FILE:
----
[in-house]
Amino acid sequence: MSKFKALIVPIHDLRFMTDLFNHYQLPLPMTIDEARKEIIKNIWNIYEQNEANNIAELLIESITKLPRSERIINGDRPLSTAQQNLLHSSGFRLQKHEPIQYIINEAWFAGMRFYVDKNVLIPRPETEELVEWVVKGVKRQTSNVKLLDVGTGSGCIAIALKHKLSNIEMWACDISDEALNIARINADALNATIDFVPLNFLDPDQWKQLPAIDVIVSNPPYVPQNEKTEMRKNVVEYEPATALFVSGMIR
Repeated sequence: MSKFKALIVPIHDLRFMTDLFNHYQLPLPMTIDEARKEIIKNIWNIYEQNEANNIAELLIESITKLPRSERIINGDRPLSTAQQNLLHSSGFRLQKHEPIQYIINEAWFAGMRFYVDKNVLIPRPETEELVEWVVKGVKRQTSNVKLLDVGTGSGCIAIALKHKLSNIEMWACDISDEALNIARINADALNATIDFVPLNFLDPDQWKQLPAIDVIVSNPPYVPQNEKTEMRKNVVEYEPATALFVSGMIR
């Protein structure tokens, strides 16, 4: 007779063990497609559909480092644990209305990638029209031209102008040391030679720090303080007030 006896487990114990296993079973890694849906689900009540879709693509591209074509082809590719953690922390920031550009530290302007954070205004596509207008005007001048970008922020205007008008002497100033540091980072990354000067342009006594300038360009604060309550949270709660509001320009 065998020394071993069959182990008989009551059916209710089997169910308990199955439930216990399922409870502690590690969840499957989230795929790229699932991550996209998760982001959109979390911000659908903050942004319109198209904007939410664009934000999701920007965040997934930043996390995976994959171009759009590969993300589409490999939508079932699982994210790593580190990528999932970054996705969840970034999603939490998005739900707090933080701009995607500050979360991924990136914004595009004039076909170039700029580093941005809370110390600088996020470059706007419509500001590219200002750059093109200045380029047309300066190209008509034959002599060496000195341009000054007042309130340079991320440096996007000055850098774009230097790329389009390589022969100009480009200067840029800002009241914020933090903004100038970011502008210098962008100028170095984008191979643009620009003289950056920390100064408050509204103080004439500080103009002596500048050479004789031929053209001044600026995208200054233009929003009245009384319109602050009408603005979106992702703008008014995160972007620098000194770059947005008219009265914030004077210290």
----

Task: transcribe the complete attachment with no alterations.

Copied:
[in-house]
Amino acid sequence: MSKFKALIVPIHDLRFMTDLFNHYQLPLPMTIDEARKEIIKNIWNIYEQNEANNIAELLIESITKLPRSERIINGDRPLSTAQQNLLHSSGFRLQKHEPIQYIINEAWFAGMRFYVDKNVLIPRPETEELVEWVVKGVKRQTSNVKLLDVGTGSGCIAIALKHKLSNIEMWACDISDEALNIARINADALNATIDFVPLNFLDPDQWKQLPAIDVIVSNPPYVPQNEKTEMRKNVVEYEPATALFVSGMIR
Repeated sequence: MSKFKALIVPIHDLRFMTDLFNHYQLPLPMTIDEARKEIIKNIWNIYEQNEANNIAELLIESITKLPRSERIINGDRPLSTAQQNLLHSSGFRLQKHEPIQYIINEAWFAGMRFYVDKNVLIPRPETEELVEWVVKGVKRQTSNVKLLDVGTGSGCIAIALKHKLSNIEMWACDISDEALNIARINADALNATIDFVPLNFLDPDQWKQLPAIDVIVSNPPYVPQNEKTEMRKNVVEYEPATALFVSGMIR
């Protein structure tokens, strides 16, 4: 007779063990497609559909480092644990209305990638029209031209102008040391030679720090303080007030 006896487990114990296993079973890694849906689900009540879709693509591209074509082809590719953690922390920031550009530290302007954070205004596509207008005007001048970008922020205007008008002497100033540091980072990354000067342009006594300038360009604060309550949270709660509001320009 065998020394071993069959182990008989009551059916209710089997169910308990199955439930216990399922409870502690590690969840499957989230795929790229699932991550996209998760982001959109979390911000659908903050942004319109198209904007939410664009934000999701920007965040997934930043996390995976994959171009759009590969993300589409490999939508079932699982994210790593580190990528999932970054996705969840970034999603939490998005739900707090933080701009995607500050979360991924990136914004595009004039076909170039700029580093941005809370110390600088996020470059706007419509500001590219200002750059093109200045380029047309300066190209008509034959002599060496000195341009000054007042309130340079991320440096996007000055850098774009230097790329389009390589022969100009480009200067840029800002009241914020933090903004100038970011502008210098962008100028170095984008191979643009620009003289950056920390100064408050509204103080004439500080103009002596500048050479004789031929053209001044600026995208200054233009929003009245009384319109602050009408603005979106992702703008008014995160972007620098000194770059947005008219009265914030004077210290």